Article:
BFI London Film Festival 2019

Laurence Green selects his choices for the best films at BFI London Film Festival 2019.

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The 63rd London Film Festival which has just ended provided a rich and diverse mixture of movies from 78 countries. There was a strong instinct from filmmakers to explore urgent social and political issues through narrative and often through the use of genre, as well as the striking emergence of a new generation of filmmakers exploding onto the international stage with startlingly bold, original and ambitious works.

With nearly 230 movies screened over 12 days, the choice was often difficult, but I will now select some of the highlights from the celluloid jamboree.

An absorbing meditation on art, architecture, black culture and gentrification in California’s Bay Area is provided by Joe Talbot in his feature debut The Last Black Man in San Francisco. Jimmie (writer/performer Jimmie Fails) dreams of reclaiming the beautiful late 19th century home his grandfather built in the heart of the city, before harder times and changing demographics forced his family out. He and best friend Mont (Jonathan Majors) scheme to make Jimmie’s dream a reality. Talbot’s camera takes in a city half in the past, half in the future, where dilapidated storefronts buttress gorgeous mansions. This is a film which invents its own cinematic rhythms perfectly suited to its subject and one to make your head sing and your heart soar.


Is torture ever warranted? Has it ever thwarted a terrorist attack? Did it lead to information that found Osama Bin Laden? These are the issues addressed by Scott Z Burns’s politically urgent drama, The Report. Daniel Jones (Adam Driver) is the report writing man in the basement piecing together the facts about the CIA’s cavalier approach to torture following 9/11. But many powerful people would rather the military’s enhanced interrogation techniques stayed in the shadows and it becomes evident that Jones and the report’s commissioner Diane Feinstein (Annette Bening) have a fight on their hands. This is a lean and timely drama which recalls the politically conscious thrillers of the 70s, showing how vital it is that a nation can look clear-eyed into its own darkest moments.


A real-life case of multiple child abuse provides the disturbing theme of Francois Ozon’s angry and passionate By the Grace of God. When Alexandre (Melvil Poupaud) learns that the priest who assaulted him decades ago at a scout camp still works with young people, he tells his family what happened and seeks out other victims so that the church can take action. Even as others are persuaded to speak out, however, the Catholic establishment starts dragging its feet. Meticulously chronicling events with a linear narrative that explores different aspects of French society, experience and attitude. Ozon, aided by excellent performances, creates a powerful drama that reveals both the enduring consequences of child abuse and the complacent complicity of the church.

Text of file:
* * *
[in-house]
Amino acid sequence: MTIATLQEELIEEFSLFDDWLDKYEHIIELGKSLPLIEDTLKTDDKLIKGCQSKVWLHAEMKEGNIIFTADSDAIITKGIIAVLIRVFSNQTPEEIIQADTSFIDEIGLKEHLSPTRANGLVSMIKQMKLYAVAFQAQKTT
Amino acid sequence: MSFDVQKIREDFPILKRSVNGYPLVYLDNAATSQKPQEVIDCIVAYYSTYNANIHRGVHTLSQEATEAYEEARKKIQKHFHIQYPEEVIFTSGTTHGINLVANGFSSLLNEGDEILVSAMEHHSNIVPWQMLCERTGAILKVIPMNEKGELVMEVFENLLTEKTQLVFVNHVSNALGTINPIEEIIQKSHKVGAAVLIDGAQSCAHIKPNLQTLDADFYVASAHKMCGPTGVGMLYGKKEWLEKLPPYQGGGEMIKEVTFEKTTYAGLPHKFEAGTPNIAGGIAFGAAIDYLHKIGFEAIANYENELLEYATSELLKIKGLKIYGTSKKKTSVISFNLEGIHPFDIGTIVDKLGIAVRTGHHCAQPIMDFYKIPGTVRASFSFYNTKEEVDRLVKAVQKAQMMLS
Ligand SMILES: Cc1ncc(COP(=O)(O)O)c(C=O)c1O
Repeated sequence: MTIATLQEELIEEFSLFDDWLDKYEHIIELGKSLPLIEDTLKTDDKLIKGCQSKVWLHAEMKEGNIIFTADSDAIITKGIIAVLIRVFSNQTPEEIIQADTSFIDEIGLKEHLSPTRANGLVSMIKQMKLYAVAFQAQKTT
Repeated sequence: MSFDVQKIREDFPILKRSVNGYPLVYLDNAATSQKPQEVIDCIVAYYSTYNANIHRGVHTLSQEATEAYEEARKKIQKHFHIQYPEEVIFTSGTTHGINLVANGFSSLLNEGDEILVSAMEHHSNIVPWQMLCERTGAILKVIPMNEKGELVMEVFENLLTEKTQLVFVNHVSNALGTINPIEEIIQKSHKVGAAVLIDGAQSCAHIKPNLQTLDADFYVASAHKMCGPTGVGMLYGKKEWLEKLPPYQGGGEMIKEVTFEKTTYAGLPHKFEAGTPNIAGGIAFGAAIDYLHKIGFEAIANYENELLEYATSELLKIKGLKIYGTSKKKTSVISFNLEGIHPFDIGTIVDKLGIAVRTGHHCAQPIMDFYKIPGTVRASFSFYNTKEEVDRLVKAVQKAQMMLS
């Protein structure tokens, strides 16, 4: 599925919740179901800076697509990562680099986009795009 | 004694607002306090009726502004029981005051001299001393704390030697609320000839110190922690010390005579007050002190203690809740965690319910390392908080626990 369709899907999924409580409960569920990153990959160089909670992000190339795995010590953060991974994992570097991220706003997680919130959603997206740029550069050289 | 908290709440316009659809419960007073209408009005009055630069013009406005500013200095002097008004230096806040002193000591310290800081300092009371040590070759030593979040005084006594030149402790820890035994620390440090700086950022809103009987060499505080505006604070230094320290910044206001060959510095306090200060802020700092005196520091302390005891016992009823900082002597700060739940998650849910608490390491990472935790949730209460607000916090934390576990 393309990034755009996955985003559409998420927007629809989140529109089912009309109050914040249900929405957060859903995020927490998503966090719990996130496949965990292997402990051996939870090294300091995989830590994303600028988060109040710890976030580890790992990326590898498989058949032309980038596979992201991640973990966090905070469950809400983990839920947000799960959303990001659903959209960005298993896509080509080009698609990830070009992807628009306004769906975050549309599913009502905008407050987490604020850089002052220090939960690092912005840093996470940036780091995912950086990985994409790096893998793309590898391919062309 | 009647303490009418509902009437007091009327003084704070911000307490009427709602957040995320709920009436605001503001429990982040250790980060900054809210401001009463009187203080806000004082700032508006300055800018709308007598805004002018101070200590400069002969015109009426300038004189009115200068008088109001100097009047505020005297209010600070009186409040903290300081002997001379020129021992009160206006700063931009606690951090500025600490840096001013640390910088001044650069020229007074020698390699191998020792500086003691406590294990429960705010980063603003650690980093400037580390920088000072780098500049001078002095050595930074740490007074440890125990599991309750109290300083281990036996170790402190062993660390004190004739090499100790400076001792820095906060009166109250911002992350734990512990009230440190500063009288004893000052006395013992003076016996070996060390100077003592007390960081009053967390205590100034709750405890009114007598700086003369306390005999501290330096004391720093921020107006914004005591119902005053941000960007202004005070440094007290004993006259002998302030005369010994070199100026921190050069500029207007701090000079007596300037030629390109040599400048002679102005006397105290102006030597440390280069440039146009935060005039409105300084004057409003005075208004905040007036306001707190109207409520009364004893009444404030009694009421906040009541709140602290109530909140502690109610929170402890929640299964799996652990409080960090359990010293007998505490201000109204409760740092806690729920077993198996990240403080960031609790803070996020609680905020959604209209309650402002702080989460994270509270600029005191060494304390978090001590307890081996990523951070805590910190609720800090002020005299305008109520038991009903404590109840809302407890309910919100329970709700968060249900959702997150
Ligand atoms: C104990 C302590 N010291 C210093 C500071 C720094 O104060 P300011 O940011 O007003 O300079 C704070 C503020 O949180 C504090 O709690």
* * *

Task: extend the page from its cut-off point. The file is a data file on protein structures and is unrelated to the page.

Sometimes an actor can elevate a reasonably good movie into being a distinctive one. Such is the case with relative newcomer Eliza Scanlen who gives a deeply moving performance in Shannon Murphy’s debut feature Babyteeth. When seriously ill teenager, Miller (Scanlen) falls madly in love with smalltime drug dealer Moses, it’s her parents worst nightmare. But as Miller’s first brush with love brings her a new lust for life, things get messy and traditional morals go out the window. Miller soon shows everyone in her orbit – her parents, Moses, a sensitive music teacher, a budding child violinist and a disarmingly honest pregnant neighbour how to live when you have nothing to lose. Murphy here treads a fine line between provocative adult drama and sweet teen romance without resorting to sentimentality.


A marriage on the rocks provides the basis for William Nicholson’s witty and truthful Hope Gap that depicts a couple in their 60s as they face the end of their marriage after 29 years. Bill Nighy is superb as a quiet man who just wants to update Wikipaedia in peace, while Annette Bening gives a barnstorming performance as his acidic and often unreasonable wife, Grace, firing out snappy one-liners whilst undergoing an emotional apocalypse. Shot with a striking sense of design and colour this is an emotionally astute portrait of a marriage of regrets uncovered, decisions made too late and the precariousness of hope.